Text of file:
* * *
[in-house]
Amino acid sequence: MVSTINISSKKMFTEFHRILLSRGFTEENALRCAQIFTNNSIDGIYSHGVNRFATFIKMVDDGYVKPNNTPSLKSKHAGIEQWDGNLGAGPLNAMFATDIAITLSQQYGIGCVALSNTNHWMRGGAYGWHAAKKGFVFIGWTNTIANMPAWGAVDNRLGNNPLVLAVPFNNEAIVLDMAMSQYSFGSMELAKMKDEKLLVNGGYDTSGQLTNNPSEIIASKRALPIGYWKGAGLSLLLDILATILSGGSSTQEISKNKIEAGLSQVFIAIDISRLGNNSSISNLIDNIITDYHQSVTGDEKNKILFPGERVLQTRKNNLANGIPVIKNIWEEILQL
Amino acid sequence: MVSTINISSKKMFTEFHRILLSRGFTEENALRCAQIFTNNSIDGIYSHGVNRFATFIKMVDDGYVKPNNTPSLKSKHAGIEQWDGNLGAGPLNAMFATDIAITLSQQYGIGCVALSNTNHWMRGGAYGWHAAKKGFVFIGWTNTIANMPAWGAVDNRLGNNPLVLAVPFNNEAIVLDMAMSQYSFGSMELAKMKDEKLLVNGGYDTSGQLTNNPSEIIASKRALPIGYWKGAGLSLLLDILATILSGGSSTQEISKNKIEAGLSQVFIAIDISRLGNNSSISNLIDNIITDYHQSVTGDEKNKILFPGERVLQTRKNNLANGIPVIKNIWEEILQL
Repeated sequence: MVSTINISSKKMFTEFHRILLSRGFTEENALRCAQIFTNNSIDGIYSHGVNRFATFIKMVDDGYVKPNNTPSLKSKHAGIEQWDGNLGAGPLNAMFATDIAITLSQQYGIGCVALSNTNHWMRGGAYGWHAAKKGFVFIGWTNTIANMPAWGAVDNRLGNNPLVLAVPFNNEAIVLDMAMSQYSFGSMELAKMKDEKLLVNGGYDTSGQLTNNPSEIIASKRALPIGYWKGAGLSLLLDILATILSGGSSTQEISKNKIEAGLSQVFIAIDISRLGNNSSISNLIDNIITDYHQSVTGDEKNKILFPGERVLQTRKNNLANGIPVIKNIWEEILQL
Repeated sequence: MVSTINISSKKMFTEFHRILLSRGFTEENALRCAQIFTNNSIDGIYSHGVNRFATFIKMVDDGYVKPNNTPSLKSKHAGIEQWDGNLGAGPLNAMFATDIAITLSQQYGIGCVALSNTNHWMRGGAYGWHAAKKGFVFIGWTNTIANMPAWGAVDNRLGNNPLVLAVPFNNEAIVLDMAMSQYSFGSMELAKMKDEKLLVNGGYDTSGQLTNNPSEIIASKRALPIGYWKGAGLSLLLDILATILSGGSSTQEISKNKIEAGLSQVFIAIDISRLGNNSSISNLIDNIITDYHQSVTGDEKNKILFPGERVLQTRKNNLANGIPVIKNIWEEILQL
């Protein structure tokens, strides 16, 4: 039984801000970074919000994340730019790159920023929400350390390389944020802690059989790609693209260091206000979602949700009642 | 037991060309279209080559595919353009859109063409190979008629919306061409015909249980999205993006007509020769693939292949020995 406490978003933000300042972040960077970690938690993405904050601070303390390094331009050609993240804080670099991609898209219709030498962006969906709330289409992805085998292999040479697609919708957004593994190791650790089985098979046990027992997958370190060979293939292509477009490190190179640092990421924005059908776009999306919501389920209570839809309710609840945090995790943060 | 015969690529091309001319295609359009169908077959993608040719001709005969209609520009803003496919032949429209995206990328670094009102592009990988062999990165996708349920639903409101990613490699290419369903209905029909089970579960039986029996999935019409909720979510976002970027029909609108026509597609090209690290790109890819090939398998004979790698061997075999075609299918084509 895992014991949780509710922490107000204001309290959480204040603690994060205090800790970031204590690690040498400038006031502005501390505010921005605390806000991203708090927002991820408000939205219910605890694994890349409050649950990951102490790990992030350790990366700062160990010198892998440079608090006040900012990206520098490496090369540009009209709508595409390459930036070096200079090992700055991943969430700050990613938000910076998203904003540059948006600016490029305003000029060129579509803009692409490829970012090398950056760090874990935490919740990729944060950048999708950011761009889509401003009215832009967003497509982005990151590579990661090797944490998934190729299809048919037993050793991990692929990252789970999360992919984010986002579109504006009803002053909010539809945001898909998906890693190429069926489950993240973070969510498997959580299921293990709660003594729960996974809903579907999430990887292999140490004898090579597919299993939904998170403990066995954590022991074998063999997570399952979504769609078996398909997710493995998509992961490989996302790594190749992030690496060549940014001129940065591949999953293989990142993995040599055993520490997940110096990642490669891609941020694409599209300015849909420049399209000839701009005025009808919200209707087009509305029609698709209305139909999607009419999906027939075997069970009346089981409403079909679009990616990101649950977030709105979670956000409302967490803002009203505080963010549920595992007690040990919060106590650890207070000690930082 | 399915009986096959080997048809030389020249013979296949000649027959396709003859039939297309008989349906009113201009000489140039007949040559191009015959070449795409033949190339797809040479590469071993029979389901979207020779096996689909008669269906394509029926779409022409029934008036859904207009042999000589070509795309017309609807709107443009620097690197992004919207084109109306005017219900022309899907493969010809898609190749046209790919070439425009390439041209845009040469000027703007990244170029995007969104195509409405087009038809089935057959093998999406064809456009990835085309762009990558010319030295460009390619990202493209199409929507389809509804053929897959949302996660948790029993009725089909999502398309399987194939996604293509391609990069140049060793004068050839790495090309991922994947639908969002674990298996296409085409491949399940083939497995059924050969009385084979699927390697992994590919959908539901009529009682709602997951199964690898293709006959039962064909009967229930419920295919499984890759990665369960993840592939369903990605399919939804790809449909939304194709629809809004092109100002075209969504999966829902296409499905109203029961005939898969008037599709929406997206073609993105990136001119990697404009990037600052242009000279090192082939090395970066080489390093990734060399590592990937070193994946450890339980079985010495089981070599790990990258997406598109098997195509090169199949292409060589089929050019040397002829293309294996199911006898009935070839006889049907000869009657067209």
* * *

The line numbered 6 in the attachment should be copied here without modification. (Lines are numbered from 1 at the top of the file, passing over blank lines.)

């Protein structure tokens, strides 16, 4: 039984801000970074919000994340730019790159920023929400350390390389944020802690059989790609693209260091206000979602949700009642 | 037991060309279209080559595919353009859109063409190979008629919306061409015909249980999205993006007509020769693939292949020995 406490978003933000300042972040960077970690938690993405904050601070303390390094331009050609993240804080670099991609898209219709030498962006969906709330289409992805085998292999040479697609919708957004593994190791650790089985098979046990027992997958370190060979293939292509477009490190190179640092990421924005059908776009999306919501389920209570839809309710609840945090995790943060 | 015969690529091309001319295609359009169908077959993608040719001709005969209609520009803003496919032949429209995206990328670094009102592009990988062999990165996708349920639903409101990613490699290419369903209905029909089970579960039986029996999935019409909720979510976002970027029909609108026509597609090209690290790109890819090939398998004979790698061997075999075609299918084509 895992014991949780509710922490107000204001309290959480204040603690994060205090800790970031204590690690040498400038006031502005501390505010921005605390806000991203708090927002991820408000939205219910605890694994890349409050649950990951102490790990992030350790990366700062160990010198892998440079608090006040900012990206520098490496090369540009009209709508595409390459930036070096200079090992700055991943969430700050990613938000910076998203904003540059948006600016490029305003000029060129579509803009692409490829970012090398950056760090874990935490919740990729944060950048999708950011761009889509401003009215832009967003497509982005990151590579990661090797944490998934190729299809048919037993050793991990692929990252789970999360992919984010986002579109504006009803002053909010539809945001898909998906890693190429069926489950993240973070969510498997959580299921293990709660003594729960996974809903579907999430990887292999140490004898090579597919299993939904998170403990066995954590022991074998063999997570399952979504769609078996398909997710493995998509992961490989996302790594190749992030690496060549940014001129940065591949999953293989990142993995040599055993520490997940110096990642490669891609941020694409599209300015849909420049399209000839701009005025009808919200209707087009509305029609698709209305139909999607009419999906027939075997069970009346089981409403079909679009990616990101649950977030709105979670956000409302967490803002009203505080963010549920595992007690040990919060106590650890207070000690930082 | 399915009986096959080997048809030389020249013979296949000649027959396709003859039939297309008989349906009113201009000489140039007949040559191009015959070449795409033949190339797809040479590469071993029979389901979207020779096996689909008669269906394509029926779409022409029934008036859904207009042999000589070509795309017309609807709107443009620097690197992004919207084109109306005017219900022309899907493969010809898609190749046209790919070439425009390439041209845009040469000027703007990244170029995007969104195509409405087009038809089935057959093998999406064809456009990835085309762009990558010319030295460009390619990202493209199409929507389809509804053929897959949302996660948790029993009725089909999502398309399987194939996604293509391609990069140049060793004068050839790495090309991922994947639908969002674990298996296409085409491949399940083939497995059924050969009385084979699927390697992994590919959908539901009529009682709602997951199964690898293709006959039962064909009967229930419920295919499984890759990665369960993840592939369903990605399919939804790809449909939304194709629809809004092109100002075209969504999966829902296409499905109203029961005939898969008037599709929406997206073609993105990136001119990697404009990037600052242009000279090192082939090395970066080489390093990734060399590592990937070193994946450890339980079985010495089981070599790990990258997406598109098997195509090169199949292409060589089929050019040397002829293309294996199911006898009935070839006889049907000869009657067209």